The Jets built Cup contender by drafting, developing talent
WINNIPEG, Manitoba (AP) — Not many people, if any, expected the Winnipeg Jets to have one of the NHL’s best teams this season.
Vegas Golden Knights assistant general manager Kelly McCrimmon was one of the few.
The former owner, general manager and coach of the Western Hockey League’s Brandon Wheat Kings said he watched Winnipeg play 20 times last season, giving him a peek at what was to come.
“It was pretty easy to see that it was going to happen,” McCrimmon said. “This year, certainly it has.”
The Jets earned 114 points during the regular season, trailing only Nashville.
Winnipeg advanced in the playoffs for the first time since moving from Atlanta in 2011. The Jets lost only once to Minnesota in the first round, and eliminated the top-seeded Predators on the road in Game 7 of the second round.
The Jets clearly looked like the better team in a 4-2 win Saturday night in Game 1 of the Western Conference finals against Vegas, the darling of the NHL in its expansion season.
Suddenly, Winnipeg might have the best chance of winning the Stanley Cup, especially if it wins Game 2 at home on Monday night.
The Jets have a pair of fantastic lines up front along with two solid ones and a strong group of defenseman led by Dustin Byfuglien , and 24-year-old Connor Hellebuyck has been one of the best goaltenders this postseason.
How has a franchise, which has largely been an afterthought in the league, gone from finishing fifth or worse in its division the previous three seasons to having one of the world’s best hockey teams?
“They put on a clinic in drafting and developing,” McCrimmon said. “Along with that, great patience and leadership from Mark Chipman as an owner.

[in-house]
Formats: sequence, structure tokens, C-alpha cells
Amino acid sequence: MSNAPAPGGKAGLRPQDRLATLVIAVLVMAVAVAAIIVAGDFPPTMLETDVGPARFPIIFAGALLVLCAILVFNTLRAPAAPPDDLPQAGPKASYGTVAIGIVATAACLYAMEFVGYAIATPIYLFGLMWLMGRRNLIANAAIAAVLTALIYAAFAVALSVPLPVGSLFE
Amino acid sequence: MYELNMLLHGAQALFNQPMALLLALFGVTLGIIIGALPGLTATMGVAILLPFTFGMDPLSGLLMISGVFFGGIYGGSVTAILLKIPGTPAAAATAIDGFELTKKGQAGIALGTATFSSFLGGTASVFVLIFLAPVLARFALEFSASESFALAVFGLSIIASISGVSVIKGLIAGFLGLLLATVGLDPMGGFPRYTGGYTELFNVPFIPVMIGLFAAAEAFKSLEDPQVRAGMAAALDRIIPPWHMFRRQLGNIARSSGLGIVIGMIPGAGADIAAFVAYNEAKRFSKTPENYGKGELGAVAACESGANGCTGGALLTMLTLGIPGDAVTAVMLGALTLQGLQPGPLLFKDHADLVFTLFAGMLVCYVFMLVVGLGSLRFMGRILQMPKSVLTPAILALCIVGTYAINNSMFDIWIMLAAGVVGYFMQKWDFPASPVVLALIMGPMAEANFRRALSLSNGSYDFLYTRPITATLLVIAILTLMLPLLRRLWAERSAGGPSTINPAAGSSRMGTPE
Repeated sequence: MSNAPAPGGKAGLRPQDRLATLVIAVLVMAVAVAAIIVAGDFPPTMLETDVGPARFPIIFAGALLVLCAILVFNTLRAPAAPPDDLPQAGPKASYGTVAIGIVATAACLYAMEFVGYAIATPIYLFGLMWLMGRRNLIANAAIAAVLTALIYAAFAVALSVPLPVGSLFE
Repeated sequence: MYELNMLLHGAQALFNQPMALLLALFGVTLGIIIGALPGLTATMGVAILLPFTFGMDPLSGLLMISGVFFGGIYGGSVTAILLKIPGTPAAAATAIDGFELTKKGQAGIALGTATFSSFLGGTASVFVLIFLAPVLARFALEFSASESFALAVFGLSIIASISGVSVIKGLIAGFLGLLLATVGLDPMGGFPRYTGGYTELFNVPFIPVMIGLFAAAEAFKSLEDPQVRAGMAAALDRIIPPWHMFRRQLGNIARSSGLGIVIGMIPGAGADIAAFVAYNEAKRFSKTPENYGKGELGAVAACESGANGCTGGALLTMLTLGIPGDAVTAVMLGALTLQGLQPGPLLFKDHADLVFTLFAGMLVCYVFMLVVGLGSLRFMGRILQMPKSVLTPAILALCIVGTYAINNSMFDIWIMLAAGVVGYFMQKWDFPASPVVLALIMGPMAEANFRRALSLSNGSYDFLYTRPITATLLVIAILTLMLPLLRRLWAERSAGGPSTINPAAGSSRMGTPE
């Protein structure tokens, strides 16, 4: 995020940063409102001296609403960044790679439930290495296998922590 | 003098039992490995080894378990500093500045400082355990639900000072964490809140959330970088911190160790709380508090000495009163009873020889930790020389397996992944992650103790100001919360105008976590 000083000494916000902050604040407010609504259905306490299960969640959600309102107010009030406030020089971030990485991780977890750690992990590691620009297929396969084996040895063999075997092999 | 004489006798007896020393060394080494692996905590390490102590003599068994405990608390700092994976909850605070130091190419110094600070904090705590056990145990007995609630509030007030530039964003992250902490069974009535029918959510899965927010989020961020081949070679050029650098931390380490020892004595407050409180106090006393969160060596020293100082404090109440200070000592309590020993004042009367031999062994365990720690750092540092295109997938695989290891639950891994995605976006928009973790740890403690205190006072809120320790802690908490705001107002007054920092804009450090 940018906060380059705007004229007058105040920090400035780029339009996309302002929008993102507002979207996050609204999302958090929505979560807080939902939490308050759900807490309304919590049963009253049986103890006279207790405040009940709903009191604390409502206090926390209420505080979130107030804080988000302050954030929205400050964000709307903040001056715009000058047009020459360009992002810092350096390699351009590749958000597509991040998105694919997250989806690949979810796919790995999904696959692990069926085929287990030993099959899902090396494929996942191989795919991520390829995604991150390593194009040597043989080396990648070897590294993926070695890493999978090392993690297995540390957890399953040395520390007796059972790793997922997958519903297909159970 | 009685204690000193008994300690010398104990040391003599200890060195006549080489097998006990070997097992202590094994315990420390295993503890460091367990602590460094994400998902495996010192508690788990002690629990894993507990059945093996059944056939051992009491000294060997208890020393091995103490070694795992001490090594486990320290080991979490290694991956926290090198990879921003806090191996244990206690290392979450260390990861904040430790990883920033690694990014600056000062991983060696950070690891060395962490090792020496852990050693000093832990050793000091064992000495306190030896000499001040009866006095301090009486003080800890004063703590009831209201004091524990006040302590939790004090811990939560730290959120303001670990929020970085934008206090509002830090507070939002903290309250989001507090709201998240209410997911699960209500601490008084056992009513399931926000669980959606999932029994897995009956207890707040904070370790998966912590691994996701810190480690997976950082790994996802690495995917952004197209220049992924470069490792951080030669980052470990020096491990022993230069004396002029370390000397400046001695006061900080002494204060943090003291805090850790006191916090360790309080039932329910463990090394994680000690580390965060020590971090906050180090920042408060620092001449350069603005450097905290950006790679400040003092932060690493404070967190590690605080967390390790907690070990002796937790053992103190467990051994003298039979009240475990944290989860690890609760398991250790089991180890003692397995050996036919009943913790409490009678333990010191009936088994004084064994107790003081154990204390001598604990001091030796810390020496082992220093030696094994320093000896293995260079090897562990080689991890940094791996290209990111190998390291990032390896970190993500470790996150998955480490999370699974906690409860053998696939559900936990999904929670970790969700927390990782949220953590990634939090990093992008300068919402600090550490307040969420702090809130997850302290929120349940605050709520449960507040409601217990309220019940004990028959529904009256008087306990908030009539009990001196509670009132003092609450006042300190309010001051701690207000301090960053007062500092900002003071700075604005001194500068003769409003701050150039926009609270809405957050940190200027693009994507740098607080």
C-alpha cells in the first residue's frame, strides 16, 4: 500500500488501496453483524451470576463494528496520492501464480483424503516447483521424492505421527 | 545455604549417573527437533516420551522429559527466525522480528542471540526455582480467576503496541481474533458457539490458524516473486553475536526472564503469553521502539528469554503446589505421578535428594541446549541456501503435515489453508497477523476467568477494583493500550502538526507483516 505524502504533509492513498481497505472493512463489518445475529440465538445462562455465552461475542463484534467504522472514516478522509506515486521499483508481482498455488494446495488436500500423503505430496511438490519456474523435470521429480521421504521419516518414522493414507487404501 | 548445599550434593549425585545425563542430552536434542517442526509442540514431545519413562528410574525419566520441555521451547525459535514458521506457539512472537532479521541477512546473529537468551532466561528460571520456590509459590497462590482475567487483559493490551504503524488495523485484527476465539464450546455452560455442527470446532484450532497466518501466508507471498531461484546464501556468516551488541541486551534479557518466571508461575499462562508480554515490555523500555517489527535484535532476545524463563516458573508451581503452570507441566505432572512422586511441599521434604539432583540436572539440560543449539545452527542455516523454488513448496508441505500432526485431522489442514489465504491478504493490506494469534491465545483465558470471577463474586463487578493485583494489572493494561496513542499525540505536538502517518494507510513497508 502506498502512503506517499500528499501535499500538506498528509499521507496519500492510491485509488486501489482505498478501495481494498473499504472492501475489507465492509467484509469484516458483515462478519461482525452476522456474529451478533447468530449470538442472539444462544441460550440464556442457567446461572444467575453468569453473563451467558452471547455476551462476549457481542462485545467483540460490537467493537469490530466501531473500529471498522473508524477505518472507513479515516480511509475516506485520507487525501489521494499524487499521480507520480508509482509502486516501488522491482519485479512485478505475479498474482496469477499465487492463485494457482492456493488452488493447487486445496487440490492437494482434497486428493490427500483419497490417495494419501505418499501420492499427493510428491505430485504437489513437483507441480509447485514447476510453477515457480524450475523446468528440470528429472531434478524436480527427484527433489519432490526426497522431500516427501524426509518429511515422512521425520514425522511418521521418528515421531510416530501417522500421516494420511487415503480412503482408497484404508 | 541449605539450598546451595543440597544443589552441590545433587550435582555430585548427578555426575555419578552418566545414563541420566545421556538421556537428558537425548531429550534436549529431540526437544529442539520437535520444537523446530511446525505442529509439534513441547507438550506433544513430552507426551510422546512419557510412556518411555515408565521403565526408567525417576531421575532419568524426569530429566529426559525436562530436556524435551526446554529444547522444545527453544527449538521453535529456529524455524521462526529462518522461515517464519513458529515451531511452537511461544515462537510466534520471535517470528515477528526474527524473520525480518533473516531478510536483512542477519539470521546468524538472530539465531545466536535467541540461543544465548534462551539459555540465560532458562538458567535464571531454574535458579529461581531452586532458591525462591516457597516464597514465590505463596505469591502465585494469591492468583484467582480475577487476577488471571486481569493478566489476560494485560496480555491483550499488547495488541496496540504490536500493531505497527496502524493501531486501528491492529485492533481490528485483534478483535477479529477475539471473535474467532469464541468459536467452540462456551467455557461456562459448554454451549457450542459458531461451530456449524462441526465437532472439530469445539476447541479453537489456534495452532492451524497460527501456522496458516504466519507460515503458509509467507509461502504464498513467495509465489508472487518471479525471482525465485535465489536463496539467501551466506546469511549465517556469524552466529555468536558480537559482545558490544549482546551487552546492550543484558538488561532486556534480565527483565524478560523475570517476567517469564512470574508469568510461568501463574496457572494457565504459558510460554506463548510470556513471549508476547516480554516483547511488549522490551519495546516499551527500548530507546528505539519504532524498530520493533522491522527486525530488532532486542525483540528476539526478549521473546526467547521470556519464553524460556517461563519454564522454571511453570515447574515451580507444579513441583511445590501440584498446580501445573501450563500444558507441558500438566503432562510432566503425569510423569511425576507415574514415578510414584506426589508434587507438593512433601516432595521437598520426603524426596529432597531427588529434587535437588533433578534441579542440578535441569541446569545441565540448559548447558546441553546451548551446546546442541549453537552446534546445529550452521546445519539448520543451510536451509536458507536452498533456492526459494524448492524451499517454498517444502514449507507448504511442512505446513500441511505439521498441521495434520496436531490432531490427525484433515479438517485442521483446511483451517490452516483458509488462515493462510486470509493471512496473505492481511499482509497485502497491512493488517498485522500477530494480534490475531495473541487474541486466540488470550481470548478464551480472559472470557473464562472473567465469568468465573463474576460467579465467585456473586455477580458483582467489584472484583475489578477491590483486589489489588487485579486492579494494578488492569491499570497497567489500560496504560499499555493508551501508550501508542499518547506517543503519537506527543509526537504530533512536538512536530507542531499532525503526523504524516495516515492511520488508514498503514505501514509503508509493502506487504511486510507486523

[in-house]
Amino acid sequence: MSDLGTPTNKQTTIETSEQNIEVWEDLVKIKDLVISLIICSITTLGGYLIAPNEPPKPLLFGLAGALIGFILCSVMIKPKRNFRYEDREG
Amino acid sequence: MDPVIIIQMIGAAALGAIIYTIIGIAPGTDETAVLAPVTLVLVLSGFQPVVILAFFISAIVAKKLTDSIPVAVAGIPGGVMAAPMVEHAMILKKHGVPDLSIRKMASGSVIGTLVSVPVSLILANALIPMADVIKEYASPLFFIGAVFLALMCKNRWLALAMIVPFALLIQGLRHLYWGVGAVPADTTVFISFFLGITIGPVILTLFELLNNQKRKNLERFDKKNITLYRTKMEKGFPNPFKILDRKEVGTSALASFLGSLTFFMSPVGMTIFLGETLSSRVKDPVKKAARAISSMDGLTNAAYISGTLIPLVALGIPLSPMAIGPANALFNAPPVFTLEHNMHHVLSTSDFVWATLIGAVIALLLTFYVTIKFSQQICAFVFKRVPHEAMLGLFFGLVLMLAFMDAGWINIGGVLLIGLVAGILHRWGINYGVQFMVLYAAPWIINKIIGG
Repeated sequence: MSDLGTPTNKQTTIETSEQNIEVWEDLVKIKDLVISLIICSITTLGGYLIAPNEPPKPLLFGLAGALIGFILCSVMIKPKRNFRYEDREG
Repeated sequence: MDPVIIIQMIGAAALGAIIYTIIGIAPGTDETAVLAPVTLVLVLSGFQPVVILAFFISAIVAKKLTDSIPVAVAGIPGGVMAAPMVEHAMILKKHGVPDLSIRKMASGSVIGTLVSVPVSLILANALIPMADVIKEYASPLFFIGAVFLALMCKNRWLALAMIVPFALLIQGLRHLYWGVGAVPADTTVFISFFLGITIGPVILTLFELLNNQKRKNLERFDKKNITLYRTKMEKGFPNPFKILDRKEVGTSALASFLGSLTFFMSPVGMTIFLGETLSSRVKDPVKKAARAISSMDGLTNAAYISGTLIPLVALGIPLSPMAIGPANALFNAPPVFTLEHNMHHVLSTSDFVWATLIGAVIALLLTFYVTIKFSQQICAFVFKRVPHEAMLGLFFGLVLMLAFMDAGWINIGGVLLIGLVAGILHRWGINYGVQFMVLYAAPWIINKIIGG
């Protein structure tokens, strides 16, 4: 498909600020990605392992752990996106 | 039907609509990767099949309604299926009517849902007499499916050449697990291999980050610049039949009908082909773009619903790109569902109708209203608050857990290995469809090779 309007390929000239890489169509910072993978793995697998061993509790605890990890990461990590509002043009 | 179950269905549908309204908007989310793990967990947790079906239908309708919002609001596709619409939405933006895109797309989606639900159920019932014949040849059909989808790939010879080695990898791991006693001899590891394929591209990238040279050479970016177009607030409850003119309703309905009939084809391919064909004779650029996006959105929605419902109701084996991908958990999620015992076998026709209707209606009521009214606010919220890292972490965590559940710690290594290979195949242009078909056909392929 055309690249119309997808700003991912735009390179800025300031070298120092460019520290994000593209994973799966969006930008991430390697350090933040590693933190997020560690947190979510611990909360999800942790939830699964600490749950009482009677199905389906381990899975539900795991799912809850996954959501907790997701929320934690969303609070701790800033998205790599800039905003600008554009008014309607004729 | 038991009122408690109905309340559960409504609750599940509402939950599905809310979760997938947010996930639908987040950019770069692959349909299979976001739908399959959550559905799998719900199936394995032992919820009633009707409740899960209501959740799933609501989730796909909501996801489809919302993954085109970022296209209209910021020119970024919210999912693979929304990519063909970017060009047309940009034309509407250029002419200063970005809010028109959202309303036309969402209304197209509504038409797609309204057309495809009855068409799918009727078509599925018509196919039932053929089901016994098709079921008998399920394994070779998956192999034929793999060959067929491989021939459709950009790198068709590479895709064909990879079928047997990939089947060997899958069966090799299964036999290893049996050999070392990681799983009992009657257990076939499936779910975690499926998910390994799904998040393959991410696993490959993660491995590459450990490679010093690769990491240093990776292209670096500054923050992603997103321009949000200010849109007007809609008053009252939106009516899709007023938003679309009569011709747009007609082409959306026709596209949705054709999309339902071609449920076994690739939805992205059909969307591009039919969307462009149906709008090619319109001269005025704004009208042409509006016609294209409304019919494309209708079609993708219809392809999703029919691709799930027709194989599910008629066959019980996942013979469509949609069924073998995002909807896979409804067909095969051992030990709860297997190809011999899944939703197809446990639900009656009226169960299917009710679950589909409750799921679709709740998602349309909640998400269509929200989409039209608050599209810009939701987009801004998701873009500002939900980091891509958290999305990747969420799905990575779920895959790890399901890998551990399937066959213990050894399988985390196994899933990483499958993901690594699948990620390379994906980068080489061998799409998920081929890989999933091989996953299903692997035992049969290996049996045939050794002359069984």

“What they did takes time.”
Unlike other NHL teams, which fire general managers and coaches if they don’t quickly have success, the Jets have allowed general manager Kevin Cheveldayoff to build a championship contender since hiring him in 2011 when they left Atlanta. He was just 20 games above .500 in his first five seasons as Winnipeg’s GM, and its only previous postseason appearance in 2015 lasted just four games against Anaheim.
Coach Paul Maurice, likewise, was afforded the opportunity to lead the team for fourth-plus season this year. He made the most of it by helping the Jets go 52-20-10 during the regular season.
But ultimately, it comes down to having talented, unselfish players, and the Jets have plenty.
When Winnipeg had high draft picks, as it often did as a struggling team, it didn’t miss.
Patrik Laine, a 20-year-old winger, was drafted second overall two years ago and is one of the league’s best young players. He had 70 points in the regular season and scored his fourth goal of the playoffs in Game 1.
Mark Scheifele, selected No. 7 overall in 2011, leads all postseason scorers with 12 goals and has averaged more than a point per game the past two seasons. On the back end, defenseman Jacob Trouba has been exceptional in the playoffs as the franchise hoped he would be eventually after taking him No. 9 overall in 2012.
The Jets have also hit on some late-round picks, including Hellebuyck, whom they took No. 130 overall six years ago.
“Hit home run after home run in the draft,” captain Blake Wheeler said . “A lot of our marquee players are guys we drafted and have taken huge steps in the last year or two to be impact players.”
Winnipeg didn’t draft its best player, Wheeler, but the franchise acquired him from Boston in a trade while it was in Atlanta in 2011 and has built around him. That same year, the Thrashers took advantage of Chicago’s need to get rid of salaries by dealing for Byfuglien.
And like the front office and coaching staff, it seems the players were patient about the process of slowly building a winner when the team moved to Canada.
“We weren’t coming here expecting to blow the doors off right away,” Byfuglien said. “We knew it was going to be a process of building and finding the right group of guys.”
But when it looked like the Jets had a shot to contend this season, they were willing to give up a first-round pick to St. Louis just before the trade deadline to add veteran center Paul Stastny to chase the Stanley Cup. And now, they might just be the team to beat.
“The story of Winnipeg and the Jets, for far too long, has been about being underdogs and underrated,” Winnipeg Mayor Brian Bowman said. “But not anymore.”
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